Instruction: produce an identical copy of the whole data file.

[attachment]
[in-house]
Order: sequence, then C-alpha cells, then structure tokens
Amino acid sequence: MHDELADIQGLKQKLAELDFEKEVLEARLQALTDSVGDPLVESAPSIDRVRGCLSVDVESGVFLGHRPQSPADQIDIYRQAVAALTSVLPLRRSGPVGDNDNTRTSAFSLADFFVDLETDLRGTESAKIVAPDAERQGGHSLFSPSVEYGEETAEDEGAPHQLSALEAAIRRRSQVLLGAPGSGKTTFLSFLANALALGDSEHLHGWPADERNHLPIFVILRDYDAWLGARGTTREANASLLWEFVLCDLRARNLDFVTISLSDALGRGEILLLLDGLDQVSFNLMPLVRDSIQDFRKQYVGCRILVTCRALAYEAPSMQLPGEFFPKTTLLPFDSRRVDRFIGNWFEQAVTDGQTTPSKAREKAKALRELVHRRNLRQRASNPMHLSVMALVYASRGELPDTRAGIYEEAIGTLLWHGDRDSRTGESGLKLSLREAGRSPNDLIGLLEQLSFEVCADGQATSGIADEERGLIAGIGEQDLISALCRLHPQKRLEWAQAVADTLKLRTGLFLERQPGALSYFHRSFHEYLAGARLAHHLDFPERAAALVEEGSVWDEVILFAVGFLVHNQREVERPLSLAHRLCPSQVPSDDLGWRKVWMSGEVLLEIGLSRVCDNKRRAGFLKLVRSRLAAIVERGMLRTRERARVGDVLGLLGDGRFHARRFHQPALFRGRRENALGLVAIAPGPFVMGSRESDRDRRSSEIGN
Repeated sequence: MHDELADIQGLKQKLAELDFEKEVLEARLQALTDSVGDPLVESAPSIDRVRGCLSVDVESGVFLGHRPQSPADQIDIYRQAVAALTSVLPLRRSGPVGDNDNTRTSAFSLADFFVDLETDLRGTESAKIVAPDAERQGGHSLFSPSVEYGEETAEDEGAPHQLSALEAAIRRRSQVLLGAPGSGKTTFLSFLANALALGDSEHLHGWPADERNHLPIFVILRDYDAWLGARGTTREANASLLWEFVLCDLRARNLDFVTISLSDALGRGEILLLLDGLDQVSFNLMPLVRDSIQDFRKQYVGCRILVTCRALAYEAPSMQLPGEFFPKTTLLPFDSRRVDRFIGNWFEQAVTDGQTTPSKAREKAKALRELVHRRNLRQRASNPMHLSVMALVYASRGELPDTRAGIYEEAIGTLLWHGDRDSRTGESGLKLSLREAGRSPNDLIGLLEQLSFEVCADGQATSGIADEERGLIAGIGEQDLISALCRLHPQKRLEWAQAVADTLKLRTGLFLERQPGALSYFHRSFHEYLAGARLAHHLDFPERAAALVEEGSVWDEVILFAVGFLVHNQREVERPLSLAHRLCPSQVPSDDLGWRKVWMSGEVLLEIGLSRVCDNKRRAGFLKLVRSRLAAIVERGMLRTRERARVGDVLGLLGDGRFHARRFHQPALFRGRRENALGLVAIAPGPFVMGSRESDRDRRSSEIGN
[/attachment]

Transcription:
[in-house]
Order: sequence, then C-alpha cells, then structure tokens
Amino acid sequence: MHDELADIQGLKQKLAELDFEKEVLEARLQALTDSVGDPLVESAPSIDRVRGCLSVDVESGVFLGHRPQSPADQIDIYRQAVAALTSVLPLRRSGPVGDNDNTRTSAFSLADFFVDLETDLRGTESAKIVAPDAERQGGHSLFSPSVEYGEETAEDEGAPHQLSALEAAIRRRSQVLLGAPGSGKTTFLSFLANALALGDSEHLHGWPADERNHLPIFVILRDYDAWLGARGTTREANASLLWEFVLCDLRARNLDFVTISLSDALGRGEILLLLDGLDQVSFNLMPLVRDSIQDFRKQYVGCRILVTCRALAYEAPSMQLPGEFFPKTTLLPFDSRRVDRFIGNWFEQAVTDGQTTPSKAREKAKALRELVHRRNLRQRASNPMHLSVMALVYASRGELPDTRAGIYEEAIGTLLWHGDRDSRTGESGLKLSLREAGRSPNDLIGLLEQLSFEVCADGQATSGIADEERGLIAGIGEQDLISALCRLHPQKRLEWAQAVADTLKLRTGLFLERQPGALSYFHRSFHEYLAGARLAHHLDFPERAAALVEEGSVWDEVILFAVGFLVHNQREVERPLSLAHRLCPSQVPSDDLGWRKVWMSGEVLLEIGLSRVCDNKRRAGFLKLVRSRLAAIVERGMLRTRERARVGDVLGLLGDGRFHARRFHQPALFRGRRENALGLVAIAPGPFVMGSRESDRDRRSSEIGN
Repeated sequence: MHDELADIQGLKQKLAELDFEKEVLEARLQALTDSVGDPLVESAPSIDRVRGCLSVDVESGVFLGHRPQSPADQIDIYRQAVAALTSVLPLRRSGPVGDNDNTRTSAFSLADFFVDLETDLRGTESAKIVAPDAERQGGHSLFSPSVEYGEETAEDEGAPHQLSALEAAIRRRSQVLLGAPGSGKTTFLSFLANALALGDSEHLHGWPADERNHLPIFVILRDYDAWLGARGTTREANASLLWEFVLCDLRARNLDFVTISLSDALGRGEILLLLDGLDQVSFNLMPLVRDSIQDFRKQYVGCRILVTCRALAYEAPSMQLPGEFFPKTTLLPFDSRRVDRFIGNWFEQAVTDGQTTPSKAREKAKALRELVHRRNLRQRASNPMHLSVMALVYASRGELPDTRAGIYEEAIGTLLWHGDRDSRTGESGLKLSLREAGRSPNDLIGLLEQLSFEVCADGQATSGIADEERGLIAGIGEQDLISALCRLHPQKRLEWAQAVADTLKLRTGLFLERQPGALSYFHRSFHEYLAGARLAHHLDFPERAAALVEEGSVWDEVILFAVGFLVHNQREVERPLSLAHRLCPSQVPSDDLGWRKVWMSGEVLLEIGLSRVCDNKRRAGFLKLVRSRLAAIVERGMLRTRERARVGDVLGLLGDGRFHARRFHQPALFRGRRENALGLVAIAPGPFVMGSRESDRDRRSSEIGN